Comment author: SiebeRozendal 29 April 2018 11:10:47AM 0 points [-]

B) "Do you believe that preventing the suffering of a human is more important than preventing an equal amount of suffering of a non-human animal?

This is an important question! I have the suspicion that many people value animals at a rate that should make them focus their resources (at least their donations) towards animal charities, but that they are unaware of this.

However, the question is somewhat ambiguous.Some people believe humans can suffer more than animals ever can, such that preventing the suffering of a human may be 100 times more important than that of a non-human animal. On the other hand, with the original question you capture the degree of speciecism. In that case, I would add "assume some non-human animals can suffer as much as humans can" so you're sure they interpret it in the way you want.

Borrowing from Peter Singer, I propose asking: "Has effective altruism given you a greater sense of meaning and purpose in your life?"

Nice one! Relatedly, capturing whether we actually are sacrificing our own utility: "On net, has effective altruism increased or decreased your overall well-being?"

Comment author: SiebeRozendal 25 April 2018 12:27:06PM 1 point [-]

Excellent post! I think value drift is one of the largest challenges of local groups: many people who seemed enthusiastic don't show up after a couple of times and it's hard to keep them motivated to keep going for the highest expected value in the long-term option.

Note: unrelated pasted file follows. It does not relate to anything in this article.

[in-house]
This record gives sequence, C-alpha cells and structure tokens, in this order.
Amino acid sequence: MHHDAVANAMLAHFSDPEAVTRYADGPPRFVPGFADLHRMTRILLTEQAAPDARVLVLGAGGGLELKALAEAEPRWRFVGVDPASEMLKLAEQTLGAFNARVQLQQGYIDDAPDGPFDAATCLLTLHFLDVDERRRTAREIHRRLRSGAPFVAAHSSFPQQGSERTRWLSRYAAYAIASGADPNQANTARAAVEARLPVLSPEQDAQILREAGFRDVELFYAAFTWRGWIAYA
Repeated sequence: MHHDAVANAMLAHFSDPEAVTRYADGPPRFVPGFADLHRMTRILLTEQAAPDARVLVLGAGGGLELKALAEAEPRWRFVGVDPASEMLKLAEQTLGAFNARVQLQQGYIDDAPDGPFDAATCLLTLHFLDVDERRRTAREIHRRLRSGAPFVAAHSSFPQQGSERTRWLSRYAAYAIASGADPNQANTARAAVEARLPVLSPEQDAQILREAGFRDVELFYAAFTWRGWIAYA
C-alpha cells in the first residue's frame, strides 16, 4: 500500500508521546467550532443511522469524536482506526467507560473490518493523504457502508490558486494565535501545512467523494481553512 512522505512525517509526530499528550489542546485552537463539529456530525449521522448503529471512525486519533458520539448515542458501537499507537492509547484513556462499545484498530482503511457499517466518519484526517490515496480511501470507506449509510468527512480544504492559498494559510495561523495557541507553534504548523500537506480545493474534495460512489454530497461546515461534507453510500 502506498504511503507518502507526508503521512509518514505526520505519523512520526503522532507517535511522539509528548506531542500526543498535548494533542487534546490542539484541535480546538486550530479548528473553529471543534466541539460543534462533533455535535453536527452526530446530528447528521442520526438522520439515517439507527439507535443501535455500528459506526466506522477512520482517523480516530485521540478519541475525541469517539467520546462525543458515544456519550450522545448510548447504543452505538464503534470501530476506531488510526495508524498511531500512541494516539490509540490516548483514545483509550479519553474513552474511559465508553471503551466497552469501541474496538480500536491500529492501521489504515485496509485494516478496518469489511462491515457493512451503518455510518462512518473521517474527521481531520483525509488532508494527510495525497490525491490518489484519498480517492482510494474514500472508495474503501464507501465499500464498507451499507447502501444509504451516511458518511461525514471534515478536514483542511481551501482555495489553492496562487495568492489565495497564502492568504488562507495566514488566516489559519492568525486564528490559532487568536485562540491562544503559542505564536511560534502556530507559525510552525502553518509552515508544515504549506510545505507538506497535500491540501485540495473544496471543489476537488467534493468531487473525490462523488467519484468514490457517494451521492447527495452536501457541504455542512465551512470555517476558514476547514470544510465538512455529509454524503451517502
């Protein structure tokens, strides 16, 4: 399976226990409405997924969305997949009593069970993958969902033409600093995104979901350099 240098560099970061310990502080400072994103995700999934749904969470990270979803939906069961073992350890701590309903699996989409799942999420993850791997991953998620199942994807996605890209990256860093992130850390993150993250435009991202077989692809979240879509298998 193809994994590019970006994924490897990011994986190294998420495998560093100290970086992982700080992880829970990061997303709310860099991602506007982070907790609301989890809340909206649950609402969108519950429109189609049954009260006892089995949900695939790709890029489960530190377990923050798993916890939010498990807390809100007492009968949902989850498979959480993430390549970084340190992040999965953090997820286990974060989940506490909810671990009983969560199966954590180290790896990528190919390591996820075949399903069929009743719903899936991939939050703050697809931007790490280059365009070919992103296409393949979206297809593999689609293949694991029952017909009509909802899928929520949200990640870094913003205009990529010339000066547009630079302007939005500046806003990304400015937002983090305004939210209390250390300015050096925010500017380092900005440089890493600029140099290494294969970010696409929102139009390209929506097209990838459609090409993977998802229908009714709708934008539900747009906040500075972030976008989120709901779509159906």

The thing is, how do you communicate about the risk of value drift to others who are at risk? There is the problem of base rate neglect/bias blind spot: that people think the risk does not apply to them. For example, multiple people have expressed they don't understand that I took the giving pledge to commit my future self to this, while I believe I might otherwise not act on my (current) values.

Comment author: SiebeRozendal 17 April 2018 03:14:56PM *  1 point [-]

Thus the trends in factual basis become more salient. One example is the ongoing demographic transition, and the consequently older population give smaller values of life-years saved if protected from extinction in the future. This would probably make the expected cost-effectiveness somewhat (but not dramatically) worse.

I think this is largely compensated by a rise in average life-expectancy.

I'd also like to remark Bostrom's point in Astronomical Waste that extinction could prevent current people from living billions of years, and that this gives enough reason for person-affecting utilitarians to prioritize x-risk reduction.

From Bostrom (2003):

"[..] we ought to assign a non-negligible probability to some current people surviving long enough to reap the benefits of a cosmic diaspora. A so-called technological “singularity” might occur in our natural lifetime, or there could be a breakthrough in life-extension [..] Clearly, avoiding existential calamities is important, not just because it would truncate the natural lifespan of six billion or so people, but also [..] because it would extinguish the chance that current people have of reaping the enormous benefits of eventual colonization."